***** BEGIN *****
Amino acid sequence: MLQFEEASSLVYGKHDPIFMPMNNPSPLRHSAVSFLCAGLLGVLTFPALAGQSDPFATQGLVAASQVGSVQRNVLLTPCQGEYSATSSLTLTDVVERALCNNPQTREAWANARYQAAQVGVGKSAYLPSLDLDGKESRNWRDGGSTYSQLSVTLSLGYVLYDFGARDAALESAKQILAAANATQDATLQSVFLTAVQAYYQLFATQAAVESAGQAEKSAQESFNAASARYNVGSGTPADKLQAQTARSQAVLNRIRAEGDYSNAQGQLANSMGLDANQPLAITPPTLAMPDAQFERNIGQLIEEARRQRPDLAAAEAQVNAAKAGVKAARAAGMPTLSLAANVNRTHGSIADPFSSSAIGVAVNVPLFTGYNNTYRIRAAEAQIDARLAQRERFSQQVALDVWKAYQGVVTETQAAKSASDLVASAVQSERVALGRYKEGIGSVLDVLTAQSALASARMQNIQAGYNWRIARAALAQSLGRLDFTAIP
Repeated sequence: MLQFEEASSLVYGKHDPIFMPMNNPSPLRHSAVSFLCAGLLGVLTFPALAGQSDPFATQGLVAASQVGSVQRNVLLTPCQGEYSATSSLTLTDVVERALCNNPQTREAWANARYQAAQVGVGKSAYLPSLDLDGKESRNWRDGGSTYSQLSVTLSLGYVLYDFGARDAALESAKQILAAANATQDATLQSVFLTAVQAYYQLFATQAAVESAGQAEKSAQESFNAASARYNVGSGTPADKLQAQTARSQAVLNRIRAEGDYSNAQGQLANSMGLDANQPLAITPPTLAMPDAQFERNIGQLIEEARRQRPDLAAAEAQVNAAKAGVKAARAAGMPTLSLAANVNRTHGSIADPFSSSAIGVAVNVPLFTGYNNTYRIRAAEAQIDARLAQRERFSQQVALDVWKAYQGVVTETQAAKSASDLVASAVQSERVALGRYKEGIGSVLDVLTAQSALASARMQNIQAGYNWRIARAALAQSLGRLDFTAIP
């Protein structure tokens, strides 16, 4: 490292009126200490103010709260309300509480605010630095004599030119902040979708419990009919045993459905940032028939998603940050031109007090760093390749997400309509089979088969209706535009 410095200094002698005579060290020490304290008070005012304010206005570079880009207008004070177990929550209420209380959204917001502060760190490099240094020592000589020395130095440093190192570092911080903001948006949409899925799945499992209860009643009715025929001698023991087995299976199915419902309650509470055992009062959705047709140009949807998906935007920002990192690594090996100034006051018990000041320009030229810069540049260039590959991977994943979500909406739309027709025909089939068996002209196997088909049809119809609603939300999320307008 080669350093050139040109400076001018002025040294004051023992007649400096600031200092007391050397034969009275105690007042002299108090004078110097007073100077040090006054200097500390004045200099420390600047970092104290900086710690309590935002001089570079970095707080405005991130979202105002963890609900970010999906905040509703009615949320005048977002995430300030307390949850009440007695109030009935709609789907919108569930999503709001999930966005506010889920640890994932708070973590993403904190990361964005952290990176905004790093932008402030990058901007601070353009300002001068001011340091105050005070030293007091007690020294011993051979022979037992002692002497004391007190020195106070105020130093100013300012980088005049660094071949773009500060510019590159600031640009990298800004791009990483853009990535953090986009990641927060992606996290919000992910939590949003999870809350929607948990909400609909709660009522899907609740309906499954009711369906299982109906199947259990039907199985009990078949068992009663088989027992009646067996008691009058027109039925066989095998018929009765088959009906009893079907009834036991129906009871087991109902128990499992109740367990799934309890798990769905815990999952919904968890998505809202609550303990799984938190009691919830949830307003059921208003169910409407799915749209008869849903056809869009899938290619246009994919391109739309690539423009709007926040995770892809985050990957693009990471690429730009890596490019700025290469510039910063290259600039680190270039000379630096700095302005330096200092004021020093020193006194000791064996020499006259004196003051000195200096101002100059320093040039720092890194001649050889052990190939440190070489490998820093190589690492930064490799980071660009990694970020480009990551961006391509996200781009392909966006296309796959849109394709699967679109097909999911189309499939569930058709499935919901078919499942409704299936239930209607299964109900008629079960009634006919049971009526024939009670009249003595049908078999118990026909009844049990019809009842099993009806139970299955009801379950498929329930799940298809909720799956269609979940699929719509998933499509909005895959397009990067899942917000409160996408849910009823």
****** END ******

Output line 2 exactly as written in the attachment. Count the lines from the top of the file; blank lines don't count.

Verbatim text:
Repeated sequence: MLQFEEASSLVYGKHDPIFMPMNNPSPLRHSAVSFLCAGLLGVLTFPALAGQSDPFATQGLVAASQVGSVQRNVLLTPCQGEYSATSSLTLTDVVERALCNNPQTREAWANARYQAAQVGVGKSAYLPSLDLDGKESRNWRDGGSTYSQLSVTLSLGYVLYDFGARDAALESAKQILAAANATQDATLQSVFLTAVQAYYQLFATQAAVESAGQAEKSAQESFNAASARYNVGSGTPADKLQAQTARSQAVLNRIRAEGDYSNAQGQLANSMGLDANQPLAITPPTLAMPDAQFERNIGQLIEEARRQRPDLAAAEAQVNAAKAGVKAARAAGMPTLSLAANVNRTHGSIADPFSSSAIGVAVNVPLFTGYNNTYRIRAAEAQIDARLAQRERFSQQVALDVWKAYQGVVTETQAAKSASDLVASAVQSERVALGRYKEGIGSVLDVLTAQSALASARMQNIQAGYNWRIARAALAQSLGRLDFTAIP